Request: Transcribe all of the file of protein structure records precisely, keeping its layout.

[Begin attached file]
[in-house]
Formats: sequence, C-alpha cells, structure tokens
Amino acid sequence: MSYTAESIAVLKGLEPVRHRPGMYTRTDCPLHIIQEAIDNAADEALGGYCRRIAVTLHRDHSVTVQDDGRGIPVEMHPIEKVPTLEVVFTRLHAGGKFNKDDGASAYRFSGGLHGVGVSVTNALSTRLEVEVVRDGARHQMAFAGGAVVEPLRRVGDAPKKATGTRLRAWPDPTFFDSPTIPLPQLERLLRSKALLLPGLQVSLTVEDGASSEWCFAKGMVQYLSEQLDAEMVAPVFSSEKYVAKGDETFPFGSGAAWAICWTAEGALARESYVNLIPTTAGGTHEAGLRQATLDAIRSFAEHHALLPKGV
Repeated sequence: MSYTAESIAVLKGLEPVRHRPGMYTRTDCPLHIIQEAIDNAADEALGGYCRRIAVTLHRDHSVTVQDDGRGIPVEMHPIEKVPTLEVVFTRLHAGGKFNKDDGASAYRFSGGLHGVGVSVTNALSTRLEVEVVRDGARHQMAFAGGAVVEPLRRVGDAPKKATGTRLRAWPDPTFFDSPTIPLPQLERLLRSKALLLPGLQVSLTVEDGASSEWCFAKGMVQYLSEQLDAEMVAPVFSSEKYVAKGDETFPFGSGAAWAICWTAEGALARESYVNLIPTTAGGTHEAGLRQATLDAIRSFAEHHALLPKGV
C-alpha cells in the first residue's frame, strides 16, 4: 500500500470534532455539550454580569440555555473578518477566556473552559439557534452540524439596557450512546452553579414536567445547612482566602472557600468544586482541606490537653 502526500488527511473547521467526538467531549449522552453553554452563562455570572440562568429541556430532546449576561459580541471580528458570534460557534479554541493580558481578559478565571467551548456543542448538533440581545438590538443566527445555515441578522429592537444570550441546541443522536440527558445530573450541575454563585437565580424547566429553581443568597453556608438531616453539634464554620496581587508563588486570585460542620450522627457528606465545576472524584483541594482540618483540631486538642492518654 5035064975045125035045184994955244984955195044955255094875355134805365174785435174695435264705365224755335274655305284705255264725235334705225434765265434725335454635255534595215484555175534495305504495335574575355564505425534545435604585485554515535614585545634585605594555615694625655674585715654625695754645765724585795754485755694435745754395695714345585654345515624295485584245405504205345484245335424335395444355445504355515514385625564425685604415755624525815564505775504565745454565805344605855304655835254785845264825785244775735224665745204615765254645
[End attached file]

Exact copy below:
[in-house]
Formats: sequence, C-alpha cells, structure tokens
Amino acid sequence: MSYTAESIAVLKGLEPVRHRPGMYTRTDCPLHIIQEAIDNAADEALGGYCRRIAVTLHRDHSVTVQDDGRGIPVEMHPIEKVPTLEVVFTRLHAGGKFNKDDGASAYRFSGGLHGVGVSVTNALSTRLEVEVVRDGARHQMAFAGGAVVEPLRRVGDAPKKATGTRLRAWPDPTFFDSPTIPLPQLERLLRSKALLLPGLQVSLTVEDGASSEWCFAKGMVQYLSEQLDAEMVAPVFSSEKYVAKGDETFPFGSGAAWAICWTAEGALARESYVNLIPTTAGGTHEAGLRQATLDAIRSFAEHHALLPKGV
Repeated sequence: MSYTAESIAVLKGLEPVRHRPGMYTRTDCPLHIIQEAIDNAADEALGGYCRRIAVTLHRDHSVTVQDDGRGIPVEMHPIEKVPTLEVVFTRLHAGGKFNKDDGASAYRFSGGLHGVGVSVTNALSTRLEVEVVRDGARHQMAFAGGAVVEPLRRVGDAPKKATGTRLRAWPDPTFFDSPTIPLPQLERLLRSKALLLPGLQVSLTVEDGASSEWCFAKGMVQYLSEQLDAEMVAPVFSSEKYVAKGDETFPFGSGAAWAICWTAEGALARESYVNLIPTTAGGTHEAGLRQATLDAIRSFAEHHALLPKGV
C-alpha cells in the first residue's frame, strides 16, 4: 500500500470534532455539550454580569440555555473578518477566556473552559439557534452540524439596557450512546452553579414536567445547612482566602472557600468544586482541606490537653 502526500488527511473547521467526538467531549449522552453553554452563562455570572440562568429541556430532546449576561459580541471580528458570534460557534479554541493580558481578559478565571467551548456543542448538533440581545438590538443566527445555515441578522429592537444570550441546541443522536440527558445530573450541575454563585437565580424547566429553581443568597453556608438531616453539634464554620496581587508563588486570585460542620450522627457528606465545576472524584483541594482540618483540631486538642492518654 5035064975045125035045184994955244984955195044955255094875355134805365174785435174695435264705365224755335274655305284705255264725235334705225434765265434725335454635255534595215484555175534495305504495335574575355564505425534545435604585485554515535614585545634585605594555615694625655674585715654625695754645765724585795754485755694435745754395695714345585654345515624295485584245405504205345484245335424335395444355445504355515514385625564425685604415755624525815564505775504565745454565805344605855304655835254785845264825785244775735224665745204615765254645